President Bush may think he will have secured himself on the health care front for 2004 if he signs a bill providing a Medicare prescription drug benefit to seniors. But he would be wrong.
[IMGCAP(1)] Democrats will criticize the drug plan as inadequate, but basically they’ve moved on to a bigger issue: reforming the U.S. health care system for non-seniors, 80 percent of the population.
Evidence of the power of this issue has come in three forms within the past month — two from Detroit and the other from Boston.
In Detroit, as the Financial Times reported June 9, General Motors is building up inventories against the possibility of a nationwide strike this fall.
The issue with GM’s unions is the company’s demand for more sharing of health care costs with employees — higher premiums, higher deductibles and possible reduction in coverage for retirees.
The second report from Detroit was a late-May speech by William Clay Ford, chairman of the Ford Motor Co., declaring that “health care is just out of control. It’s a system that’s broke. It really scares me enormously.”
Ford thus joins a growing chorus of corporate voices demanding large-scale reform of the health care system, though the solution implicit in his speech — replacement of the employer-based insurance system — would be deeply controversial.
The third piece of evidence of the need for reform comes from a new report in the New England Journal of Medicine showing that, on average, doctors provide their patients with appropriate health care only about half the time.
The Journal reported on the largest and most comprehensive study ever on the quality of health, including examination of the health charts of more than 7,500 adults.
The charts showed that patients received treatments regarded as “medically appropriate” only 55 percent of the time.
They often didn’t get proper cancer screening, blood pressure medicine or drugs to prevent heart attacks.
The study did not try to estimate how many people die each year from medical errors, but it did nothing to invalidate a 2000 estimate by the respected Institute of Medicine that between 40,000 and 90,000 Americans die every year because of preventable medical errors.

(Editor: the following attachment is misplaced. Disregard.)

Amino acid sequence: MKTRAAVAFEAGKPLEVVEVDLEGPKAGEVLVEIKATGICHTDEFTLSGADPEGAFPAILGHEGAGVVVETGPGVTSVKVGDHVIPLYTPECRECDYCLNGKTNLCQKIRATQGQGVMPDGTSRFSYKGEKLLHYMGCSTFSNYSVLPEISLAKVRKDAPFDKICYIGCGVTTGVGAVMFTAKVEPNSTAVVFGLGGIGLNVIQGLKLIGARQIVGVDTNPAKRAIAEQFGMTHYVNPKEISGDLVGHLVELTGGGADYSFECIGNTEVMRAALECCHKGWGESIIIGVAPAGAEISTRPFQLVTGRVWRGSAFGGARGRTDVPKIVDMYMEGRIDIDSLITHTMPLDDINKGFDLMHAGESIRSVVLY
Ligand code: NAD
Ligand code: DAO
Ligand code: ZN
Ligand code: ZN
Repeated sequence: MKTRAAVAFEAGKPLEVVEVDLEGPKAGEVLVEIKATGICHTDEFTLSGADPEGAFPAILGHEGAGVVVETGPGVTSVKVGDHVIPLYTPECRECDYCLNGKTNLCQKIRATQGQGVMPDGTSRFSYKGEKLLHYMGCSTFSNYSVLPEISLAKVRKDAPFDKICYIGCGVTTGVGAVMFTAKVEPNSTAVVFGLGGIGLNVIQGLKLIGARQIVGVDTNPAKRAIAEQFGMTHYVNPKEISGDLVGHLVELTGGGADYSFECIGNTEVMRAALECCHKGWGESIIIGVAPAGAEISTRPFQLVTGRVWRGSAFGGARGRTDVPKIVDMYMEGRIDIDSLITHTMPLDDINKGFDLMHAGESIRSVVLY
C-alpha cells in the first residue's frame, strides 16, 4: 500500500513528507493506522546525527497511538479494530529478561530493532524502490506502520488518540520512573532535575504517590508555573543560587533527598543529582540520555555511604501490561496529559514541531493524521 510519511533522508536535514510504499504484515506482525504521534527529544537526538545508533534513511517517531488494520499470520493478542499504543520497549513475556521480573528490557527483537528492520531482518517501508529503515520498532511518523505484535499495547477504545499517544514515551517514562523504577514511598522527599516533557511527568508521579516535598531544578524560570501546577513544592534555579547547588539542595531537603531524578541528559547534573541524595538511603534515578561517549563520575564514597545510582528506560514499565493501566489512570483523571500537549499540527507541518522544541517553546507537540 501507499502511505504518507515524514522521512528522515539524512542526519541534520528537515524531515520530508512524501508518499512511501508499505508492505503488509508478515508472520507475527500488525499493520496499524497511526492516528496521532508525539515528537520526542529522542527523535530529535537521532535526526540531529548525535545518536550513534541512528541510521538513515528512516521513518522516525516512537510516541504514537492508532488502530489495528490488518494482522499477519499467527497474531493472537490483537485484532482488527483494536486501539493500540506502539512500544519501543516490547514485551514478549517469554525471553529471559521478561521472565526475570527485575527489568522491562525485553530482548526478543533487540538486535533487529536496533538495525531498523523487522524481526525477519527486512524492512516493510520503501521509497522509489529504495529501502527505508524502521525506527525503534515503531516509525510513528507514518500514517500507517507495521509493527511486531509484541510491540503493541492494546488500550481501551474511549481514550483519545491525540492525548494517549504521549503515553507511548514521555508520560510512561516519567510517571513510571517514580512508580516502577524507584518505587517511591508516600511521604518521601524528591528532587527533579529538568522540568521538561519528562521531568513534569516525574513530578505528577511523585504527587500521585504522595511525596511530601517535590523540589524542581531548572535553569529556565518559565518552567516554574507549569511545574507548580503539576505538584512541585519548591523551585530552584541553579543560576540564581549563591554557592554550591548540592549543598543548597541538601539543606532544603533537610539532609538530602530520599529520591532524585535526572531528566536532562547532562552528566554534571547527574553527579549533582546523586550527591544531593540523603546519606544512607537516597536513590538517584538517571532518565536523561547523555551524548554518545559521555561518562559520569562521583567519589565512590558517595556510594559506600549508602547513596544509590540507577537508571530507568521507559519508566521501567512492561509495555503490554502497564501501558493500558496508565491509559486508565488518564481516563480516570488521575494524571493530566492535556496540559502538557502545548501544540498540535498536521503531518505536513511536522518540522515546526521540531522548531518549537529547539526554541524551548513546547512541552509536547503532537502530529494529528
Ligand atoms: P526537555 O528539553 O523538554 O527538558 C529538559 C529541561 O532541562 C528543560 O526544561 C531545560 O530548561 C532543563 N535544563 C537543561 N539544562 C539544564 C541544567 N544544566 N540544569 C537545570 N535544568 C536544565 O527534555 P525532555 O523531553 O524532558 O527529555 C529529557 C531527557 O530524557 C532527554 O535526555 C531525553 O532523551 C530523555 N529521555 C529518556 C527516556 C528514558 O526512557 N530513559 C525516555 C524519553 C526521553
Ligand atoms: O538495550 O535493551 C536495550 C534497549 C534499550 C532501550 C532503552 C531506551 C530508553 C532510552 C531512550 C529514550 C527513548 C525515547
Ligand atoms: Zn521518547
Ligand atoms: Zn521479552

The twin issues of cost and quality — along with the swelling ranks of the uninsured — form the makings of a major focus of the 2004 campaign.
Bush evidently hopes that he will be covered on the health front if the Republican-dominated House and Senate can agree on a $400 billion Medicare prescription drug benefit and send him a final measure for signature this year.
But Democratic presidential candidates have raised the bar. They rarely mention the Medicare prescription drug issue at all, concentrating instead on comprehensive health care reform.
Rep. Dick Gephardt (D-Mo.), former Vermont Gov. Howard Dean (D) and Sen. John Kerry (D-Mass.) have made health reform — especially coverage for the uninsured — major items in their campaign platforms.
To the extent that they can make health reform a focus of the 2004 general election campaign, polls indicate that Democrats already hold a huge advantage over Bush.
The Democracy Corps, a Democratic polling consortium, asked voters whether they wanted to follow Bush’s lead on various issues or move in a “significantly different direction.”
On health care, voters wanted to move in a different direction by a margin of 54 percent to 37 percent. On prescription drugs, “significant direction” carried by 44 percent to 39 percent.
Bush will have to pay attention to the broader health care issue for sure if there’s a nationwide auto strike this fall triggered by rising costs and shrinking benefits.
According to the Detroit Free Press, the automakers already are imposing increased cost-sharing on their employees. At Ford, salaried employees with families are being forced to pay the first $600 of their medical bills rather than the $250 they previously paid. GM has increased premiums for retirees by $25 a month.
Nationally, according to the nonpartisan Commonwealth Fund, health premiums are rising at 10 percent to 15 percent per year and health cost represented 14 percent of gross domestic product in 2001, up from 13 percent in 2000.
The fund’s president, Karen Davis, told a Senate Appropriations subcommittee on June 11 that “the U.S has the highest health care spending per capita in the industrialized world, and during the 1990s health spending in the U.S. rose faster than in other industrialized countries.”
At the same time, she said, “Sick adults in the U.S. report higher rates of medical errors, are more likely to go for duplicate tests and are far less likely to have their medical records available when they go for care compared with similar adults in other major English-speaking countries.”
To the extent that Bush has addressed the health quality issue, it’s been to call for legislation to allow doctors and hospital administrators to disclose and discuss errors without fear of lawsuits.
His answer to the problem of rising medical costs is medical litigation reform — caps on malpractice damage awards — to hold down malpractice insurance rates.
Bush has proposed a tax credit to help lower-income Americans purchase health insurance and, in a forthcoming interview with Roll Call, Bush’s Medicare administrator, Tom Scully, said the president might propose measures to reform the insurance market.
But he needs to start thinking about broad-gauge reform to address costs, quality and the uninsured. Those who form his own constituency, America’s corporate CEOs, are demanding it. And his Democratic rivals are promising it.